With that said, I would focus on stating the problems you see directly. Don't name names, but clearly say what you see as problems and how they are hurting your productivity and the customer, such as the missed deadlines. Be clear that you want to work with the program manager and learn from his wealth of knowledge. I know this may ruffle the feathers of your team lead who will be present at such meeting, but I see this as worth it, as currently your team lead is not doing his job in my opinion. He is not serving as a teacher for the team, providing guidance into best practices, or owning team problems. From your description, he seems rather checked out.

I commend you for being proactive and having the courage to speak out. It clear you care, and that's good. Depending on how the meeting with the program manager goes, he may become your ally in driving change. When you go into the meeting, be optimistic he will be receptive to your suggestions, but expect there may not be changes as you said he also comes from a defense contracting background.

Clearly escalating problems to management and offering solutions is not unprofessional in my view. However, knowing your productivity and customers are suffering and not escalating is, at least it's not showing initiative in your role.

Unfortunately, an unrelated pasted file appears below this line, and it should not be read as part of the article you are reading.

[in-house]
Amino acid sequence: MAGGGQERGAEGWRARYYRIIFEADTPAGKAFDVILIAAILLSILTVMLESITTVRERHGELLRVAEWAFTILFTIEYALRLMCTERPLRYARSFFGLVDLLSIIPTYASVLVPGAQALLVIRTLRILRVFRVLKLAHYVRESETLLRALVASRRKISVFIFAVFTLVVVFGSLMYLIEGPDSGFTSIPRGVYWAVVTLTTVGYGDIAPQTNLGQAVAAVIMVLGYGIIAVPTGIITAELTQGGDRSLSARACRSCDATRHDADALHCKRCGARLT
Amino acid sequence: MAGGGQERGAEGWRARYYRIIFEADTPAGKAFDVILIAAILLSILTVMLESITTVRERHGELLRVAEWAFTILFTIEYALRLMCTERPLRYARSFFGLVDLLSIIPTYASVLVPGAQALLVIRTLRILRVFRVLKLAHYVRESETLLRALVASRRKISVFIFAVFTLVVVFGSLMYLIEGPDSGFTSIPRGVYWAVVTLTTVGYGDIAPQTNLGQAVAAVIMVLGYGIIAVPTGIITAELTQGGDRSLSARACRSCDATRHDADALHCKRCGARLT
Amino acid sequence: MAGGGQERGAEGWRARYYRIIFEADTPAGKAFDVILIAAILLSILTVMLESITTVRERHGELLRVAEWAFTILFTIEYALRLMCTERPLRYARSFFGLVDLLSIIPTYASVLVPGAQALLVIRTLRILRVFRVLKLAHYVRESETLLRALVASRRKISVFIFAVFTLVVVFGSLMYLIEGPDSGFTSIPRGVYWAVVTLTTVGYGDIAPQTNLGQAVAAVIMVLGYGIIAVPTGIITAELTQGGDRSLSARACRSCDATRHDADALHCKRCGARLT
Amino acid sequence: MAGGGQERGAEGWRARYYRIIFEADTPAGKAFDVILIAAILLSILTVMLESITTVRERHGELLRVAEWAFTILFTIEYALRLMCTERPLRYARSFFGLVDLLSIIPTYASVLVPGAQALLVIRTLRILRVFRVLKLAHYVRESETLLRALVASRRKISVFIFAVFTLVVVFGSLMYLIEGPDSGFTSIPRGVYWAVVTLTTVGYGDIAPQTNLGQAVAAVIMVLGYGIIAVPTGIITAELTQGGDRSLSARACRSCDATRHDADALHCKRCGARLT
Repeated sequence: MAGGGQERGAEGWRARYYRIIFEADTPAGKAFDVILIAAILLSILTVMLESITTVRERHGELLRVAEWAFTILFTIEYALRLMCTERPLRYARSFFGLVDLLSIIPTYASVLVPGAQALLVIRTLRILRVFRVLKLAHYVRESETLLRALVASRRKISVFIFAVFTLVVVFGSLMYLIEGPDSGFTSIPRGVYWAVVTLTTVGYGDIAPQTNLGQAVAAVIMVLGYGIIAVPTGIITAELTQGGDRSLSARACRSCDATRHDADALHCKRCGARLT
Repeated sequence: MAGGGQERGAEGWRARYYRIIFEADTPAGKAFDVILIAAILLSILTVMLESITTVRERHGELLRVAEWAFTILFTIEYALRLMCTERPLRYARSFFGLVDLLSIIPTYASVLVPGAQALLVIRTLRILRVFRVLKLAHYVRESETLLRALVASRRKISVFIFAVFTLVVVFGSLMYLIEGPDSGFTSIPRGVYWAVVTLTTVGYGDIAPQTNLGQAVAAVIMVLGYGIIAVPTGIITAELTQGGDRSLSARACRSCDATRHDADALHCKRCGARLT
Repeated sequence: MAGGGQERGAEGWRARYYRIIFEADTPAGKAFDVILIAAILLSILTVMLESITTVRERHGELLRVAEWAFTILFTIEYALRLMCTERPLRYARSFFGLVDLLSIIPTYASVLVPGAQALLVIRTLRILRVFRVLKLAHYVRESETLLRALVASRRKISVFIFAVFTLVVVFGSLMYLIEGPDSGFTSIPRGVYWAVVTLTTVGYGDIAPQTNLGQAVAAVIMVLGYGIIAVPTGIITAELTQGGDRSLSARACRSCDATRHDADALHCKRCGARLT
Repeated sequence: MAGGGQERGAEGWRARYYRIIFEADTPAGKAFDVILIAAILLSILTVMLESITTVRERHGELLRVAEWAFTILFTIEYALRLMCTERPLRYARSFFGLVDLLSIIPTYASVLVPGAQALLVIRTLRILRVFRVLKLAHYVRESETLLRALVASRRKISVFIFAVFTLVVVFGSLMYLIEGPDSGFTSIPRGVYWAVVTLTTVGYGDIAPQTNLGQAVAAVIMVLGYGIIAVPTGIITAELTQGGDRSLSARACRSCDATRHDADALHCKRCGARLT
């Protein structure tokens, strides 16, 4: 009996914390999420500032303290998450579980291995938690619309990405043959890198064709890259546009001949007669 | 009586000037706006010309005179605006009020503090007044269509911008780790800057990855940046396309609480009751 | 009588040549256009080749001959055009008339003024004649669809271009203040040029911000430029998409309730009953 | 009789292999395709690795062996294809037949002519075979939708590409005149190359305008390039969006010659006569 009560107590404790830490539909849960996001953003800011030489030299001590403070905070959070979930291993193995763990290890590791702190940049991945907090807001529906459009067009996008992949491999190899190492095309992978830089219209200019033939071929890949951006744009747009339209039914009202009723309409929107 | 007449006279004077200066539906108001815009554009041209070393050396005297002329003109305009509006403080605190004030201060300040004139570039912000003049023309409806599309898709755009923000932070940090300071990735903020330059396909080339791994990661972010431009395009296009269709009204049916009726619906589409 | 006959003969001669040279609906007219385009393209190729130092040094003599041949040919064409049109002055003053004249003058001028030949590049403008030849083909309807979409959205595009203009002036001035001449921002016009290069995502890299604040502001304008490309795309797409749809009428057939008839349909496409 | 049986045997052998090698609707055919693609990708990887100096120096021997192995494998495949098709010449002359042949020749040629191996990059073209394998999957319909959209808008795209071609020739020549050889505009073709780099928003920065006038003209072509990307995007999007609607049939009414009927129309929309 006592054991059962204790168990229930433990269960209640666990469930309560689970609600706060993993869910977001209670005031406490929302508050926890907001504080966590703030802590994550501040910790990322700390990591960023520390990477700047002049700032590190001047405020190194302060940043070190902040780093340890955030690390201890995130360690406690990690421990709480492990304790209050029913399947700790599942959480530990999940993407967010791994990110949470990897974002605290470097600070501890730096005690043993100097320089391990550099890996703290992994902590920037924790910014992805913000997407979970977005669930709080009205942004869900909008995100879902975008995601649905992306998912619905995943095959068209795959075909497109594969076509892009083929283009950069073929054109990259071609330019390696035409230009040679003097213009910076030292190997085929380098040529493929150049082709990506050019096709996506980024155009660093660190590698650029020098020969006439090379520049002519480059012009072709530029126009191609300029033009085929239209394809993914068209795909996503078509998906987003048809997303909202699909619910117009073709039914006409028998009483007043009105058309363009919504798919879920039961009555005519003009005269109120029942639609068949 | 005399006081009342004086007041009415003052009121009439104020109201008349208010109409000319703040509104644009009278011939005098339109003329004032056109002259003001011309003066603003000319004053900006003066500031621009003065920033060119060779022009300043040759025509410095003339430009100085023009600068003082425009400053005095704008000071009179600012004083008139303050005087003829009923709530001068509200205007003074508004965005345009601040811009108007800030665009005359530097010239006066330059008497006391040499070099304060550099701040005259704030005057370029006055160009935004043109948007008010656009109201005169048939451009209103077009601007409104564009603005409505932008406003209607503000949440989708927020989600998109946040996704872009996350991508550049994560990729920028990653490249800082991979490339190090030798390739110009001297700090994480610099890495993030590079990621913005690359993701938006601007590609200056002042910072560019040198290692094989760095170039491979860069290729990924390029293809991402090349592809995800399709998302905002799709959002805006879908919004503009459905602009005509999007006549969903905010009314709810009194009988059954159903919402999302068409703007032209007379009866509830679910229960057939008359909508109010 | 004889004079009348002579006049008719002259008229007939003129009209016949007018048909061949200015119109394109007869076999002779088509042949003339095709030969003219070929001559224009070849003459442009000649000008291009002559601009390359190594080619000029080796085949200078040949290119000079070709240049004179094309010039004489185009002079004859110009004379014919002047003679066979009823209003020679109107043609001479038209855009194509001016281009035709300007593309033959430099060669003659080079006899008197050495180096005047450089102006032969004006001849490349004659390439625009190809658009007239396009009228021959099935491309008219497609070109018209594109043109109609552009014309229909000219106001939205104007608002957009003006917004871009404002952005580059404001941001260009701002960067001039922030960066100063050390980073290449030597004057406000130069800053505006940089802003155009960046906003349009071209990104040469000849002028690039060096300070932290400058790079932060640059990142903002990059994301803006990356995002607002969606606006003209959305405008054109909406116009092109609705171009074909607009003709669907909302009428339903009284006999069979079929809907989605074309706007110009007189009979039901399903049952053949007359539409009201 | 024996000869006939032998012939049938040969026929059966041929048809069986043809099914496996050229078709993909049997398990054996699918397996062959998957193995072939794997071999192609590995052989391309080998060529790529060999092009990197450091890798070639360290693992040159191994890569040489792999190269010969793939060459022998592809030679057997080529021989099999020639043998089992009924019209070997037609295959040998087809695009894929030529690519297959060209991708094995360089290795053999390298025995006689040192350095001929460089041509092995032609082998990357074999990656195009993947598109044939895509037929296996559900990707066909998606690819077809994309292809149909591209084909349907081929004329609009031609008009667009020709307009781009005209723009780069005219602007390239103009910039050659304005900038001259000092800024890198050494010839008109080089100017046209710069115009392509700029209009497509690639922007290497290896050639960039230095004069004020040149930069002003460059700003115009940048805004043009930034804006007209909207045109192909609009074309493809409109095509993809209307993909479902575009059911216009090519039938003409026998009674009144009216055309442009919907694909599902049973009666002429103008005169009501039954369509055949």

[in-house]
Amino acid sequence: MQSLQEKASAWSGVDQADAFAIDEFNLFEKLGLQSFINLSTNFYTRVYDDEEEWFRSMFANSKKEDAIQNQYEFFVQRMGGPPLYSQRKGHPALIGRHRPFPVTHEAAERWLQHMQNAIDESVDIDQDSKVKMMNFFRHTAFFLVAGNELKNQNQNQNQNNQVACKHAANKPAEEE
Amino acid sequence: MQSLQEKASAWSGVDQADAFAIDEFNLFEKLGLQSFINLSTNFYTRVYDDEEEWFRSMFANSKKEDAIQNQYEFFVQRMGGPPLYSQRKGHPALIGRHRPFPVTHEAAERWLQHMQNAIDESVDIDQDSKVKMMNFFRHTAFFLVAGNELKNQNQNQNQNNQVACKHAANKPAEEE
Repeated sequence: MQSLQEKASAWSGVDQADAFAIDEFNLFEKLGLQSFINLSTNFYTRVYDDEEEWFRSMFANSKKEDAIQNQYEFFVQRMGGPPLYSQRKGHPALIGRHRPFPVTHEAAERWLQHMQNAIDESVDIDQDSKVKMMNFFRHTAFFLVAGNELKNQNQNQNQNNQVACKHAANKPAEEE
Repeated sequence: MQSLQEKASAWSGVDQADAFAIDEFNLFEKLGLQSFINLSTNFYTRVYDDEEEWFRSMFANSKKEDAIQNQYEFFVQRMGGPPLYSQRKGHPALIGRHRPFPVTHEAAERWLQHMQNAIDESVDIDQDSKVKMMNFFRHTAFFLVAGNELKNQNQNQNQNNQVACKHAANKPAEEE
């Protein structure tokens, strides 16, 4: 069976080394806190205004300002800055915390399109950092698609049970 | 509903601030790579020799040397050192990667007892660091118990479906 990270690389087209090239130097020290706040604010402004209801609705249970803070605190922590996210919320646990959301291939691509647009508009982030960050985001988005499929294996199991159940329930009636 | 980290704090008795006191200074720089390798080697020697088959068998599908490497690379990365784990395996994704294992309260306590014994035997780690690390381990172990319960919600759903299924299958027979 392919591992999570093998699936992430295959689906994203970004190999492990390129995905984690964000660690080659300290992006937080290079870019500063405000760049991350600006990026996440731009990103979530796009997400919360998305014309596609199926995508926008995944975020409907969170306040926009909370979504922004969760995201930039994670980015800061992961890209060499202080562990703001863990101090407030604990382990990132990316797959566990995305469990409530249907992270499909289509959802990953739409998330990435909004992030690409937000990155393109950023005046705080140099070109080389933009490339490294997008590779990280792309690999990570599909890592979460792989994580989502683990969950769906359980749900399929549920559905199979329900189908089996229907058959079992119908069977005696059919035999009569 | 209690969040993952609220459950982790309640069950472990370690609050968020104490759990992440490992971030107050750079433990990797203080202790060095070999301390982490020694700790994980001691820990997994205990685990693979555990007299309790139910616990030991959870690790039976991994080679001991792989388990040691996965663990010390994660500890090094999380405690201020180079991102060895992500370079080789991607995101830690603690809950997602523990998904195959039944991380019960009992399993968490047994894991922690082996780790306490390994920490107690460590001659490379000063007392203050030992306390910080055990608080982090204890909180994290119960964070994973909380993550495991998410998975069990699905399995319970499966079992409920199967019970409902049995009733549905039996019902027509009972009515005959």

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  • Thanks for the reply and recommendations to bring up when meeting with the new Program Manager. If I didn't care, I wouldn't say anything and just going along with the flow when things aren't right isn't me. Agreed with you that the DoD Institutions have a culture that doesn't fit with my career goals and I need to screen more for when I start to interview again. 7 hours ago
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tl;dr Taking the first opportunity with someone very senior who has just joined the company in order to bitch about your (also very senior) lead is a very fast way to find yourself labelled as toxic, and no longer being employed.

Let's hit a few points here. You've been there a year, the lead has been there for 15. You don't talk about how much time you've been in the industry, but the post strikes me as "not long". So, I'd suggest taking some time after the new guy comes in to read the room a bit before you start shooting from the hip.

Lack of formal training...

Lots of places don't do any formal training at all. What are you expecting here? Are you expecting them to fire you off to a 8 week Cloud Foundry course because you're looking in to a PoC for it?